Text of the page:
What is it like to be “homeless”? Countless of people are “homeless” this Christmas. The Advent season of Peace, Hope, Joy and Love now explodes into the Light that offers the gift of “Salvation” to all peoples at Christmas. Yet, people continue to live in the darkness of their pain and suffering.

The “homeless” are those who live in the streets. They are those who swallow their pride and dignity as the voiceless and faceless members of society who are so often shunned, disregarded and accused of lying whenever they seek some support.

How many of us are guilty of consciously or unconsciously inflicting such pain on these “homeless”? Some questions we Christians, could reflect on, especially during the Christmas season might be: What if the tables were turned and we suddenly find ourselves destitute and homeless on the streets? How would this piercing rejection and ridicule feel like for us?

The “homeless” are not limited to those who live on the streets. They include those who live in their well-sheltered and even luxurious houses but suffer great loneliness because their homes are deprived of the dignity, respect and warm love of family, friends and relatives. Spouses and children are cold, calculative and even cruel towards one another and their elderly.

The “homeless” also include those who possess all the external pleasures, power and prestige of this secular world, but whose souls continue to thirst for the depth of the true meaning of life. Their relentless pursuit of power and fame are fantasies; they remain hollow and hearts feel restless, lonely and helpless.

How then and where do we move from such desperate darkness? Christmas is a celebration of “Life, Light and Love”. The Gospel of John (1: 4-5) tells us, “All that came to be had life in Him and that Life was the Light of men, a Light that shines in the dark, a Light that darkness could not overpower.”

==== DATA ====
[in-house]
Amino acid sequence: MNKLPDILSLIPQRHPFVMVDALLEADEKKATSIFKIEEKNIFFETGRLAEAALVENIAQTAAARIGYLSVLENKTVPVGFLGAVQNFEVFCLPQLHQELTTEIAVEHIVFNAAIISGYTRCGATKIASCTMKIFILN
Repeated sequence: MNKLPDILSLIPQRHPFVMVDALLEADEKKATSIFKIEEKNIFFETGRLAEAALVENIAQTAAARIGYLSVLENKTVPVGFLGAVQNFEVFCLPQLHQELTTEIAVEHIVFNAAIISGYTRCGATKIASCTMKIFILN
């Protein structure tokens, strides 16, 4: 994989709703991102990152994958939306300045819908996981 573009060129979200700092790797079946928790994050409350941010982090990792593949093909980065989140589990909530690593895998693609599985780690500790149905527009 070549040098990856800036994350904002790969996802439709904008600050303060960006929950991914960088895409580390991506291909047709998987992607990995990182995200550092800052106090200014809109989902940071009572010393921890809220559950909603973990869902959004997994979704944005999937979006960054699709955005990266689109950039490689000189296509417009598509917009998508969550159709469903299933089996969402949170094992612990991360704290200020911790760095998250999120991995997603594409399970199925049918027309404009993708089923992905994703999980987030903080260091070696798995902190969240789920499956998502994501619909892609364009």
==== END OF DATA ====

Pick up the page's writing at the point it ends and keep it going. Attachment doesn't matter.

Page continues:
Every human person, regardless of how helpless or “homeless” we are, can choose to live in the True Hope that God, our Lord and Creator wants for each of us. Every person is loved by God; each one is God’s precious child, regardless of how we may choose to turn away from His Light of Truth and Salvation.

Every heart has the conscience and the “Light” within to choose to walk towards the Light of Christ that dispels the darkness and loneliness of hearts and the emptiness of our homes. The Light of Christ overcomes darkness and evil that promote division, fuel destruction and tempt the hearts of the vulnerable, lost and disillusioned of the secular world.
However, those who choose to walk in humility towards this “Light” will experience the restoration of broken relationships in families and a renewal of hope.

Some personal pointers for a reflection on the quality of our daily living might be appropriate: (these pointers are distinct, but inseparably linked).

* Is our daily living one of “restlessness, helplessness and even hopelessness?”

* Have I been too preoccupied with chasing the “external” achievements (e.g. secular success and social status) such that my basic relationships within my home and the respect and care for others have become secondary and unimportant?

* Is our assertion of “autonomy” (i.e. of what I want to do with my life, regardless of how this can cause pain and suffering to others, especially our loved ones) ironically not a denial of the truth of my own “insecurities” and “empty living”?

Proposed reflection on how to live in God’s Light, Life and Love:

* Search within our hearts for the Truth: Do I respect every person, the “homeless” – whom I may be prejudiced against, including those who have hurt and harmed us deeply?

* Pray for God’s graces to have the wisdom to live in His Light, Life and Love, that Jesus has shown us, as He has proclaimed, “I am the Way, the Truth and the Life.”

* God’s Light will enlighten . . . His Life will transform . . . and His Love will permeate our hearts and warm our homes with the special graces of the Christmas season. Do we want this for this Christmas? 

Msgr Heng is the Rector of the Cathedral of the Good Shepherd.

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